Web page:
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Does this $1.75M Fair Lending Consent Order Signal Changes in Compliance Enforcement?

5 min read
Jun 26, 2019

June brought banking compliance professionals two Fair Lending actions, the first of such regulatory updates in months. Do these two regulatory actions signal a changing approach to Fair Lending compliance enforcement? Read on to find out.

If you're a banking compliance professional, you've probably noticed that Fair Lending enforcement activities have been few and far between in 2017 and 2018. Set against this backdrop, the two Fair Lending actions taken by regulators in June seem even more striking.

But do these two activities - one consent order and one settlement - signal a change in compliance priorities or regulatory enforcement?

Today we will focus on a $1.75M consent order between the CFPB and one of the nation's largest mortgage lenders.

Learn more about the changes to Fair Lending compliance taking place right now, and whether these Fair Lending actions signal changes in enforcement for your financial institution.

We want to make it clear that we understand how difficult Fair Lending compliance can be. We don't want to add to any negative press about these financial institutions, so we won't be calling them by name. Instead, we will be linking to materials released from the regulators, so that you can learn more about the details as you wish. 

If Fair Lending compliance is a priority for your financial institution, know that we are here to help. We offer tons of free resources, as well as Fair Lending analysis software, consulting, CRA and HMDA transmittal, and much more. 

Now, let's explore the details of these two Fair Lending actions.

$1.75M Consent Order with a Mortgage Company for Filing False HMDA Data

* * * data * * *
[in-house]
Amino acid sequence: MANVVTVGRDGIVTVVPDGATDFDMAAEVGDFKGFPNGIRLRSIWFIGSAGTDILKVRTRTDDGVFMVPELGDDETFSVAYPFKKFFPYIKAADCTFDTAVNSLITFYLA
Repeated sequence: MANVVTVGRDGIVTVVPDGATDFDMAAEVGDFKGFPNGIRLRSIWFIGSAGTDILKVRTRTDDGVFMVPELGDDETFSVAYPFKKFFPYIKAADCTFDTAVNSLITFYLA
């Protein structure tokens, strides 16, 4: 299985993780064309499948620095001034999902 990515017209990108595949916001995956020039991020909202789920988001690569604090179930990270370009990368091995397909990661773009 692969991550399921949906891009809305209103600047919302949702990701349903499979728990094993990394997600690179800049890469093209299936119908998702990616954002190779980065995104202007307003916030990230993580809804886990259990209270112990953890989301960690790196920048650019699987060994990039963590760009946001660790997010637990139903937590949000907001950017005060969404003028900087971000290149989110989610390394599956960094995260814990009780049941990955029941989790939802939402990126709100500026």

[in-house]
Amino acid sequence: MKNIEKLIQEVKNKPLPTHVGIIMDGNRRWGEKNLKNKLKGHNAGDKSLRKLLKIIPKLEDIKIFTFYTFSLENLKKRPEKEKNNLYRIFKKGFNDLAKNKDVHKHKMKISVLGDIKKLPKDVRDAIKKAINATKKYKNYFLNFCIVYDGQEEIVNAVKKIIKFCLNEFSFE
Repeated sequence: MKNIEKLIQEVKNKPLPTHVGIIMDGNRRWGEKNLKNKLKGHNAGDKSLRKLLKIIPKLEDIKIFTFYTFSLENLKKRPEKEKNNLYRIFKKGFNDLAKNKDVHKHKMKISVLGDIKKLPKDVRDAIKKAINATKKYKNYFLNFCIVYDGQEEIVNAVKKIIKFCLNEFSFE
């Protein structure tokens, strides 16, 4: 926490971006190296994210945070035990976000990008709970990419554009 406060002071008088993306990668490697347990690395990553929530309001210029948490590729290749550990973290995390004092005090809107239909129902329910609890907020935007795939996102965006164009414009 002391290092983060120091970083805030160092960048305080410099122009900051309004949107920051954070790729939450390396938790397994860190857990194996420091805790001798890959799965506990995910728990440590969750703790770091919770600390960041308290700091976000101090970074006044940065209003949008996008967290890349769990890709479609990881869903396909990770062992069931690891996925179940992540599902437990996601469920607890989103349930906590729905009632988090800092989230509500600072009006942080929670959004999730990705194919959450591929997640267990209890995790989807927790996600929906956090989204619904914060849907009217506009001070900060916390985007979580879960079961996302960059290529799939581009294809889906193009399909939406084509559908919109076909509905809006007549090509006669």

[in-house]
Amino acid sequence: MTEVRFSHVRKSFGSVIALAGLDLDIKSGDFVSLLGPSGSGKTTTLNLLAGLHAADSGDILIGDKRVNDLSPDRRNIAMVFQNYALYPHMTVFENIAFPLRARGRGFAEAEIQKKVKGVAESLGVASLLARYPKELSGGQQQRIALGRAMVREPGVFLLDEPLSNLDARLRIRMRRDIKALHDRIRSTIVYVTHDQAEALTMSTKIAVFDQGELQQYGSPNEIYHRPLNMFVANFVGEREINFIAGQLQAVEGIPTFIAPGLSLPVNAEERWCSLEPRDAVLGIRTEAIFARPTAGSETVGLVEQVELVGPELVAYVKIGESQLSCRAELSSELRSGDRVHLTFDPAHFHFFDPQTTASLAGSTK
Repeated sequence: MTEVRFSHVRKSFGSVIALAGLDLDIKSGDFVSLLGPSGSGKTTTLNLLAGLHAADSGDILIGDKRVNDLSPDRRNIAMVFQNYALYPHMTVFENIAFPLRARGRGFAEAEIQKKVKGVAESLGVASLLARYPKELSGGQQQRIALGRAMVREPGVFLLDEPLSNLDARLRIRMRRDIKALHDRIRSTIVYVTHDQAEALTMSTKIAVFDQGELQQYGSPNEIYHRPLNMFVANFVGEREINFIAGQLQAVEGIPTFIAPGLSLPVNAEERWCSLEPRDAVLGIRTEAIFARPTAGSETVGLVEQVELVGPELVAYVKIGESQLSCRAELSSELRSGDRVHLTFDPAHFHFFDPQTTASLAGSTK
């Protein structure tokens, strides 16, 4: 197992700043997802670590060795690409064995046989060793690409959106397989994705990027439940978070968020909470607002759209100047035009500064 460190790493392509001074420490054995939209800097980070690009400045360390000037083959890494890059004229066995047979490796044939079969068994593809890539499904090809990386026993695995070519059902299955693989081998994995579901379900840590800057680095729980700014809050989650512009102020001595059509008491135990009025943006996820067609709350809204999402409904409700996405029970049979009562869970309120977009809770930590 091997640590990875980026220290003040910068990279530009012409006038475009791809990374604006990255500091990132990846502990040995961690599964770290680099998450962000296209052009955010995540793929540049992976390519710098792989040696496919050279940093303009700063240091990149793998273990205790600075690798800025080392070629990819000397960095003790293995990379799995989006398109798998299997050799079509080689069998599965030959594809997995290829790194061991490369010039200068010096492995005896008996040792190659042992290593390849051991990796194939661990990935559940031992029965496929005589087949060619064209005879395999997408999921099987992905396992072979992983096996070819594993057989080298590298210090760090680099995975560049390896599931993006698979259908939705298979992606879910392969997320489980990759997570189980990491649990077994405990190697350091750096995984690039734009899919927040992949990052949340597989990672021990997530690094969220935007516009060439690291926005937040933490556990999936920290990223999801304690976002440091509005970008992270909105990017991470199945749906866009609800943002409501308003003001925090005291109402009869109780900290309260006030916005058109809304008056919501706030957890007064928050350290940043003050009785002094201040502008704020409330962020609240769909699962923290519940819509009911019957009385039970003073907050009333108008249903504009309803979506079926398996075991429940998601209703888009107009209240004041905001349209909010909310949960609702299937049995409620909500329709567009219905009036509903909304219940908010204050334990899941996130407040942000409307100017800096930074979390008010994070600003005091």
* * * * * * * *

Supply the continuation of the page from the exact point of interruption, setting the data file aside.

In early June, the CFPB filed this $1.75 million consent order with a New Jersey mortgage company for allegedly filing false HMDA data.

According to the consent order, the mortgage company "submitted mortgage-loan data for 2014, 2015, 2016, and 2017 that contained errors in violation of the Home Mortgage Disclosure Act (HMDA), 12 U.S.C. §§ 2801–2810, and its implementing regulation, Regulation C, 12 C.F.R. pt. 1003."

You might be thinking, "I thought there was a 'Good Faith Provision' in place for HMDA data submission this year! How can there be a consent order for wrong HMDA data?"

Well, you're right! There is a "Good Faith Provision" in place. (More on that in the video below!)

Despite the Good Faith Provision, the Bureau felt that the errors identified in this institution's HMDA data were substantial enough for a $1.75M consent order. We'll talk more about why next.

According to the Consent Order, the mortgage company had their loan officers filing inaccurate information, in some cases intentionally, from 2014-2017. It is our opinion that the Good Faith Provision doesn't apply in this case because the alleged errors took place over many years and do not appear to be related to challenges with implementing the new HMDA rule.

Here are a few more details on the allegations:

  • The mortgage company's loan officers reported inaccurate race, ethnicity, and sex information intentionally from 2014 to 2017. During this time period, they were one of the top ten filers in the country, and reported the false information on more than one million loans.
  • Their internal loan system was hardcoded to stop if HMDA information was missing, so loan officers were instructed by management to fill in any missing information in order to move the application forward. 
    • According to the consent order: "Respondent’s electronic system-of-record is a proprietary system called “Lakewood.” Loan officers in call centers collect and enter application information from consumers into an overlay to Lakewood also created by Respondent, called “Sales Portal.” However, if Lakewood detects that certain application information is missing, it is programmed to initiate a “hard stop” that prevents the file from advancing or being saved in Sales Portal."